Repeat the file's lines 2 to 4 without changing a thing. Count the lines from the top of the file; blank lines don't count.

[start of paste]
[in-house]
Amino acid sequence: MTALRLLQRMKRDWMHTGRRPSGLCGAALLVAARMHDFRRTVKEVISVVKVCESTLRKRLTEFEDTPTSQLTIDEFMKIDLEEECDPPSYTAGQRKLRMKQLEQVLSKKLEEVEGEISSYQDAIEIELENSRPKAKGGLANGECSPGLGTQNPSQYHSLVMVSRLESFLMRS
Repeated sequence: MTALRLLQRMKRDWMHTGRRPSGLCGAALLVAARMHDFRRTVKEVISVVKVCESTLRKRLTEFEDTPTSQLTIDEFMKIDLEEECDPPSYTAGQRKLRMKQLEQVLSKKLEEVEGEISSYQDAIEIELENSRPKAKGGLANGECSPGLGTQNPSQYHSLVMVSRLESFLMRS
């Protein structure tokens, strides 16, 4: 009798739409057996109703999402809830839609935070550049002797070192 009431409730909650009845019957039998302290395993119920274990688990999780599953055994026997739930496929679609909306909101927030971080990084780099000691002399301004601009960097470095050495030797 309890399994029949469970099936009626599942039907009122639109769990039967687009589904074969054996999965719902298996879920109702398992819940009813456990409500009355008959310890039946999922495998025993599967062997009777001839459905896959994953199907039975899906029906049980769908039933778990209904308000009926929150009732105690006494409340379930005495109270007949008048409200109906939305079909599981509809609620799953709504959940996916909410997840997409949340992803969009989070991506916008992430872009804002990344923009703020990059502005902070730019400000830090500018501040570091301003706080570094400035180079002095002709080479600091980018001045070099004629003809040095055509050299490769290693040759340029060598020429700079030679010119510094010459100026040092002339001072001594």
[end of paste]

Amino acid sequence: MTALRLLQRMKRDWMHTGRRPSGLCGAALLVAARMHDFRRTVKEVISVVKVCESTLRKRLTEFEDTPTSQLTIDEFMKIDLEEECDPPSYTAGQRKLRMKQLEQVLSKKLEEVEGEISSYQDAIEIELENSRPKAKGGLANGECSPGLGTQNPSQYHSLVMVSRLESFLMRS
Repeated sequence: MTALRLLQRMKRDWMHTGRRPSGLCGAALLVAARMHDFRRTVKEVISVVKVCESTLRKRLTEFEDTPTSQLTIDEFMKIDLEEECDPPSYTAGQRKLRMKQLEQVLSKKLEEVEGEISSYQDAIEIELENSRPKAKGGLANGECSPGLGTQNPSQYHSLVMVSRLESFLMRS
């Protein structure tokens, strides 16, 4: 009798739409057996109703999402809830839609935070550049002797070192 009431409730909650009845019957039998302290395993119920274990688990999780599953055994026997739930496929679609909306909101927030971080990084780099000691002399301004601009960097470095050495030797 309890399994029949469970099936009626599942039907009122639109769990039967687009589904074969054996999965719902298996879920109702398992819940009813456990409500009355008959310890039946999922495998025993599967062997009777001839459905896959994953199907039975899906029906049980769908039933778990209904308000009926929150009732105690006494409340379930005495109270007949008048409200109906939305079909599981509809609620799953709504959940996916909410997840997409949340992803969009989070991506916008992430872009804002990344923009703020990059502005902070730019400000830090500018501040570091301003706080570094400035180079002095002709080479600091980018001045070099004629003809040095055509050299490769290693040759340029060598020429700079030679010119510094010459100026040092002339001072001594």